So, if you currently weigh 90kg and you want to lose 10kg, a deficit of 500 calories per day will get you to your target weight in around 20 weeks (5 months), a deficit of 1000 calories per day will get you to your target weight within 10 weeks (2.5 months).

In reality, you should probably aim for the longer-term end of the scale because weight loss is never plain sailing and is a little more nuanced than a simple mathematical equation.

Life events like holidays, weddings, work parties, meals out, and drinks with friends will inevitably mean that you’ll be in a calorie surplus, or at least at maintenance for periods of time, which will mean your desired level of weight loss will take longer to achieve.

For this reason. It’s important not to put too much pressure on yourself and aim for a more conservative time period to get the weight off


I mentioned earlier that very large deficits (1,500+ calories per week) are going to be mentally tough to maintain because of the high levels of restriction and the resultant hunger.

Many people believe however that there is a physiological process that occurs when a large deficit is in a place called ‘starvation mode. The theory is that to compensate for a lack of calories the body will slow down your metabolism and weight loss will stop (some people even believe you’ll gain weight).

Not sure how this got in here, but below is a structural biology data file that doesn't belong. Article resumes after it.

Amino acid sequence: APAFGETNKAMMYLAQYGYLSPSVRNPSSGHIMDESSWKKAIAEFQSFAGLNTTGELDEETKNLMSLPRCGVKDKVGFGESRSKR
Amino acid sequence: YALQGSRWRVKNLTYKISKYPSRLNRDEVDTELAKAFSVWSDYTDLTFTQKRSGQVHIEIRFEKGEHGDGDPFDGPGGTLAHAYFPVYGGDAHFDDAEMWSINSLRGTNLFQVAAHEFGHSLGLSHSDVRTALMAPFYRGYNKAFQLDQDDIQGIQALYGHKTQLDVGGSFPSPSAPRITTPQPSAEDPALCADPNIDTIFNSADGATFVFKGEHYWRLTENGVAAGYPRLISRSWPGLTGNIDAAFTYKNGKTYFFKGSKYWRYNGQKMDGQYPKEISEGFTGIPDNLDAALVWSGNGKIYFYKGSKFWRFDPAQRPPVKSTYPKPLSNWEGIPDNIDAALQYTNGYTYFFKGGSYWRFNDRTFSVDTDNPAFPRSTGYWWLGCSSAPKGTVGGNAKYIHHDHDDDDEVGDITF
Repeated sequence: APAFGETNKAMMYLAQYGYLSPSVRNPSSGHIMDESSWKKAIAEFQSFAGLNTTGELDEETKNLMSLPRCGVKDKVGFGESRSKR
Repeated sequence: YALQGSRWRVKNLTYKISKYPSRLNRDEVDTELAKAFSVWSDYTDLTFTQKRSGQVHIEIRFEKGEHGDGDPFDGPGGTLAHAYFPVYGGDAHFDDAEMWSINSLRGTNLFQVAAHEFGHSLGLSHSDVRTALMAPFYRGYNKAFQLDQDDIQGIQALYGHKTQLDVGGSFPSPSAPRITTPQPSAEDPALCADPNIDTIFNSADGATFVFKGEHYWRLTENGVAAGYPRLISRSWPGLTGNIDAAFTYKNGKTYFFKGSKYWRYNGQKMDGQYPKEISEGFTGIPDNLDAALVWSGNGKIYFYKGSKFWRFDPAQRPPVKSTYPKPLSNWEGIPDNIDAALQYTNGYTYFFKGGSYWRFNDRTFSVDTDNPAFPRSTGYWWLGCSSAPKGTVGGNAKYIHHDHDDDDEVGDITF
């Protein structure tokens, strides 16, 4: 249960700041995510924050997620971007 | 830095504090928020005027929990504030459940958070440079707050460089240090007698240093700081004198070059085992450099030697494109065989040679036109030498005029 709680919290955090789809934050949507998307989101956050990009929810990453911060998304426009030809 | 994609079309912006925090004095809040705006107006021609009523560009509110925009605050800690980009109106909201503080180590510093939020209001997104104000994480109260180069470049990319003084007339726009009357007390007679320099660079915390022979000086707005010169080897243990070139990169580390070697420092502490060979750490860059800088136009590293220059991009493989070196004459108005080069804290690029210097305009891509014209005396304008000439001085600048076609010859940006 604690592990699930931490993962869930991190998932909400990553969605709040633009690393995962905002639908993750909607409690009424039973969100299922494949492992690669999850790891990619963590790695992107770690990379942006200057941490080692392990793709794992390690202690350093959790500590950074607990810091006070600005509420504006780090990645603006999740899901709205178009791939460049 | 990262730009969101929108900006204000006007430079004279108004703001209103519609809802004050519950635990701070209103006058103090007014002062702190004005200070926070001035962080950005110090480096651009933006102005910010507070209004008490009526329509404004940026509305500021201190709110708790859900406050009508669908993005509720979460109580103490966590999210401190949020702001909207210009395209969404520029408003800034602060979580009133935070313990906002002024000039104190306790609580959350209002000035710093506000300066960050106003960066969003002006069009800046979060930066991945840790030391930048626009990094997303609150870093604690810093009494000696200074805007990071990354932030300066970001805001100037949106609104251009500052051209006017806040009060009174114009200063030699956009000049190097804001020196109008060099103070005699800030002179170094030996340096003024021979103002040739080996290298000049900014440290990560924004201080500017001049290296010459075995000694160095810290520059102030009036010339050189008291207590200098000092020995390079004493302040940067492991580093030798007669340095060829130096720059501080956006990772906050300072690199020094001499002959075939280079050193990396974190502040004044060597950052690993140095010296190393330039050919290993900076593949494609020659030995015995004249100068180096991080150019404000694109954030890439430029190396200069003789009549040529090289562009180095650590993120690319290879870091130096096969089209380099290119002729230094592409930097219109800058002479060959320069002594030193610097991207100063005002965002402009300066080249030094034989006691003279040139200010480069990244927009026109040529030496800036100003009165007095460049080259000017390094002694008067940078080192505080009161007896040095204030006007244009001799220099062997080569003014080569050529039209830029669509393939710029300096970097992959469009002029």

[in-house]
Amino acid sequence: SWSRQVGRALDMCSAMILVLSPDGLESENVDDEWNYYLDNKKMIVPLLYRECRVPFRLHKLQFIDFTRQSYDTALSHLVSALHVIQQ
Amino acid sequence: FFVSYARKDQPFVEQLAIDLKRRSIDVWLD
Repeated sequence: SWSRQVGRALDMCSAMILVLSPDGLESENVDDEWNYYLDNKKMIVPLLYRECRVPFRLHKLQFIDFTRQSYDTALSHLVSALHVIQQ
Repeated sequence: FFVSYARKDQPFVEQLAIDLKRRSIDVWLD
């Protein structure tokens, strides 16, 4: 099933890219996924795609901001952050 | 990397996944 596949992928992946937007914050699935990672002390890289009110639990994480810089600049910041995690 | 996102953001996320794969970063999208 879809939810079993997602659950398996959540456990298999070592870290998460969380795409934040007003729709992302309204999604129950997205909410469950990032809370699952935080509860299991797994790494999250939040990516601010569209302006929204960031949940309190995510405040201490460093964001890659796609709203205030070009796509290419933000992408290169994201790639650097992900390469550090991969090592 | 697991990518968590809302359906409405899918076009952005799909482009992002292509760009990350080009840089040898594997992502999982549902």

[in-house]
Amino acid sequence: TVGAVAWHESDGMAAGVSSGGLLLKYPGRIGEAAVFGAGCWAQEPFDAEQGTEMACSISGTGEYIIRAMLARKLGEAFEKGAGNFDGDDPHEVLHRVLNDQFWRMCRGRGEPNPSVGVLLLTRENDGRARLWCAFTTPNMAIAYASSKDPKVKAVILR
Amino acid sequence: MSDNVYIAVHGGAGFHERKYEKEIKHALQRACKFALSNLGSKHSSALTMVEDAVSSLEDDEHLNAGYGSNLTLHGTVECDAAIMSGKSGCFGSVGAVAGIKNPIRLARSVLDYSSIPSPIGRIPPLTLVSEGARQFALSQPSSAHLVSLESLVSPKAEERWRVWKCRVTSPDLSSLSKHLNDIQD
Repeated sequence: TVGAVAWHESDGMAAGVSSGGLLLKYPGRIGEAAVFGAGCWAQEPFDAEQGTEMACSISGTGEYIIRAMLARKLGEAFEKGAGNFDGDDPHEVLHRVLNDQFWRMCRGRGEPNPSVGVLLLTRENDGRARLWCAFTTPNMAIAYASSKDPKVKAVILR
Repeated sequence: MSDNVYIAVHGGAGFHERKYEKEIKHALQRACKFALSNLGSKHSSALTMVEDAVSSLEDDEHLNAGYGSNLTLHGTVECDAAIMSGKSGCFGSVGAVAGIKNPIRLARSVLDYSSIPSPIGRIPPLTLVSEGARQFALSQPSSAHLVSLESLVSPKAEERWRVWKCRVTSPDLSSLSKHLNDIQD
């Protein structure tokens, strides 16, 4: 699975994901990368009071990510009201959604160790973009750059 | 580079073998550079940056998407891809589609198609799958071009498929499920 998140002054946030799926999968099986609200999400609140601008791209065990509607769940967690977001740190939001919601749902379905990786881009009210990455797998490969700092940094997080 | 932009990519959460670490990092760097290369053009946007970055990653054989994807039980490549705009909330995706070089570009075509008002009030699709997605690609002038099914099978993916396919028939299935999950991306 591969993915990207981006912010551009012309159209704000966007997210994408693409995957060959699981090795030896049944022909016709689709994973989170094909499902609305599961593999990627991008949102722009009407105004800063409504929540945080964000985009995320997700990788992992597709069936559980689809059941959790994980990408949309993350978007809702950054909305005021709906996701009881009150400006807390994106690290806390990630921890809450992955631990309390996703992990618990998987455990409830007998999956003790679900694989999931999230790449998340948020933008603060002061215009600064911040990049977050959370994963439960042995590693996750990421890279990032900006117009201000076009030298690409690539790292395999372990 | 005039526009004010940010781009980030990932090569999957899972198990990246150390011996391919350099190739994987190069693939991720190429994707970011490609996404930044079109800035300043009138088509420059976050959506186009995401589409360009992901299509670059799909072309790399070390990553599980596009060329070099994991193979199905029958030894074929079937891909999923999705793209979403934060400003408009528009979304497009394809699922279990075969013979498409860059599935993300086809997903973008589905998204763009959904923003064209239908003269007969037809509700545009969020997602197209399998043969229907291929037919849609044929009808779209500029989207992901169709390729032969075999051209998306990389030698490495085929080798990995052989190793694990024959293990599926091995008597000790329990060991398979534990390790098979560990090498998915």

Starvation mode is a myth. As you lose weight metabolism will decrease, but this is a natural and gradual process – a smaller body needs fewer calories to keep itself alive and move around so of course metabolism will reduce.

So while this shouldn’t be a concern, large calorie deficits may result in general lethargy, tiredness, an inability to exercise effectively, and an inability to focus mentally.

All of this will of course impact your adherence to a diet, and if you can’t adhere, you won’t lose any weight, so stick to a moderate deficit!

Aside from the mental struggle, however, large calorie deficits can be physically damaging. Some of the risks include;


Extreme, fast weight loss can mean losing substantial muscle tissue as well as fat. This is something that will have a material impact on metabolism, independent of total body weight.